Days before the Punjab police launched a coordinated crackdown against pro-Khalistan propagator Amritpal Singh, the Central government convinced Punjab Chief Minister Bhagwant Mann to initiate action against the fugitive, according to senior Central officials.
After a violent mob of Mr. Singh’s supporters mobbed a police station in late February, Central government officials briefed the Punjab CM, warning him that the self-styled Sikh preacher was trying to cause a communal stir in Punjab by giving provocative speeches against Christian and Hindu communities, and would become more dangerous if he was not stopped, a Central official said. The Punjab government then set itself a deadline of March 31 to implement the crackdown plan.
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Amritpal speeches monitored
Ten days before the police operation began on March 18, Central security agencies tracked five events in Amritsar, Mukhtsar, Tarn Taran, Mansa and Kapurthala districts where Mr. Singh addressed locals. Each meeting had a gathering of around 800-1000 people, a Central official said.
In one of the meetings, the radical preacher reportedly said that Sikh policemen should take a stand for the Panth (Sikh faith) whenever there was an incident of sacrilege against Guru Granth Sahib. He added that in the 1980s, several policemen had left their jobs to serve the faith and were still celebrated. At one of the events, he said that the Punjab government planned to disarm the Sikhs by revoking their arms licenses. The Central official said that Singh attempted to create mischief by deliberately crossing Christian majority areas.
Since 2022, the Punjab government has cancelled hundreds of arms licenses in a bid to end the gun culture in Punjab.
Wary of violence
Though the Punjab police had kept a watch on Mr. Singh’s activities since last year, the State government was wary of any hasty action that could provoke the eruption of an agitation to support the preacher, leading to civilian deaths or injuries.
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On February 23, however, a violent mob led by Mr. Singh stormed a police station in Punjab’s Ajnala demanding that one of the preacher’s aides be released from police custody. The protestors carried a copy of the Guru Granth Sahib, the holy book of the Sikhs, as a shield. The Aam Aadmi Party (AAP) government of Punjab caved into the demand, but the incident acted as a trigger, ultimately leading to the police crackdown.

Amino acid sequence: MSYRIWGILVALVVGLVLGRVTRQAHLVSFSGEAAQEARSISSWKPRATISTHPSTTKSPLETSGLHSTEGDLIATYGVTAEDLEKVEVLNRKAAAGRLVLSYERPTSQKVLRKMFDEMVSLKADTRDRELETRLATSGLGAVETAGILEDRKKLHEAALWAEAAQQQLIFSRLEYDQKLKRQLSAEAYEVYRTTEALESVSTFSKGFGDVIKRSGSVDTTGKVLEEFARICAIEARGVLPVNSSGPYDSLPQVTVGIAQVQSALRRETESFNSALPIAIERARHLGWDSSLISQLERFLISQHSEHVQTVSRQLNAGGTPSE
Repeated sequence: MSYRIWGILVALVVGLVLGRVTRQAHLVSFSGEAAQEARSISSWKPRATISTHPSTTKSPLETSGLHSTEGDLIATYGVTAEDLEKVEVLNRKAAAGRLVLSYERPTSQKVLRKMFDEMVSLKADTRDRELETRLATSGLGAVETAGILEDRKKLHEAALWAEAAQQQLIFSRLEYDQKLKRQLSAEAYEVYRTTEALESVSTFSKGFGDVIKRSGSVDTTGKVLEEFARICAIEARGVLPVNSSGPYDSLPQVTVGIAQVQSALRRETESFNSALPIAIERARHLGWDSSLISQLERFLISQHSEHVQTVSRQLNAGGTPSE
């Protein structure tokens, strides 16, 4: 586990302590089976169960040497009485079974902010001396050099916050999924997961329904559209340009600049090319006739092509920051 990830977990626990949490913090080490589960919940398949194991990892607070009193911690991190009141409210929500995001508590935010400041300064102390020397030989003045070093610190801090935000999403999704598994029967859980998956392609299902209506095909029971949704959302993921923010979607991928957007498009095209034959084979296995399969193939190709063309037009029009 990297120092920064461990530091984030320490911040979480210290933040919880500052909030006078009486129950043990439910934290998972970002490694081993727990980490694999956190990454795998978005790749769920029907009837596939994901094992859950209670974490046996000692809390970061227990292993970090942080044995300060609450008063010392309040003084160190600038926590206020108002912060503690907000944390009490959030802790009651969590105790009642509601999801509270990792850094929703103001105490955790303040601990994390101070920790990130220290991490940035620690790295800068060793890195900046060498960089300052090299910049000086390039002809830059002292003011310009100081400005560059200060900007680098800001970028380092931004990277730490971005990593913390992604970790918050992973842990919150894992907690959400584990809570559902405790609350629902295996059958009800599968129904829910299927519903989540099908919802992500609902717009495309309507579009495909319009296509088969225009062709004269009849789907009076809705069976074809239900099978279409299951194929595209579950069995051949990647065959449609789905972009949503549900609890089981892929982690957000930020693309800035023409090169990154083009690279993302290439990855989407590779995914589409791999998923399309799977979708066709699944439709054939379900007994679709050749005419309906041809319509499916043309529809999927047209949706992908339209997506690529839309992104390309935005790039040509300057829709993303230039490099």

“The Punjab administration was already on the backfoot after the sacrilege incidents post-2015. The State government feared a public outrage and any harm to the public in case of a police action after the Ajnala incident. But since a police station was attacked and six policemen were injured, a case was quietly registered against Singh, the news kept under wraps,” a senior Central government official said.
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On March 2, Mr. Mann met Union Home Minister Amit Shah in Delhi, following which additional Central forces were sent to Punjab on the pretext that they were needed for the Holla Mohalla festival. On March 18, when the police initiated action, Mr. Singh managed to give them a slip and is still on the run.
The Central official added that Mr. Singh, 30, was radicalised after the 2015 sacrilege incident that singed parts of Punjab, though he was in Dubai at the time. He returned to Punjab in September 2022 and took over the affairs of the Waris Punjab De (WPD) — which means the Heirs of Punjab — pushing away the immediate family members of the group’s founder Deep Sidhu, who was killed in a road accident in early 2022. As of Sunday, there were at least half-a dozen cases registered against Mr. Singh and other members of the WPD.
‘No mass following’
“Our assessment showed that Singh does not have a mass following, but is a threat to peace and stability in the State. A timeline of March 31 was set for the crackdown,” said a Punjab government official. “Maybe he is being used by elements who want to show Punjab in poor light and question the capability of the State government. The operation began on March 18, a day before he was to begin Khalsa Vahir, a religious procession from Muktsar,” the official added.
The coordination between the Bharatiya Janata Party (BJP)-led Central government and the AAP-led Punjab government was further highlighted when a few of Mr. Singh’s aides were booked under the National Security Act (NSA) and moved to the Dibrugarh prison in Assam. A Central government official said that the suspects were moved to Assam as they could have broken out of jail in Punjab or planned terrorist activities from Punjab prisons.
Lessons from history
Brigadier Israr Rahim Khan (retd), a retired brigadier who led Operation Blue Star at Amritsar’s Golden Temple in 1984 when Sikh extremism was its peak, said that lessons must be learnt from history, urging that the activities of Amritpal Singh should be nipped in the bud as there are few open followers of Khalistan today.
“The present situation is not comparable to the conditions in 1984 and Amritpal is nowhere near the stature of the cult figure [Jarnail Singh] Bhindranwale, who had become a demigod. I am amazed the criminal has not yet been caught by a huge police force, when there were ample opportunities to do it as soon as he came back from Dubai almost a year back,” Brigadier Khan said.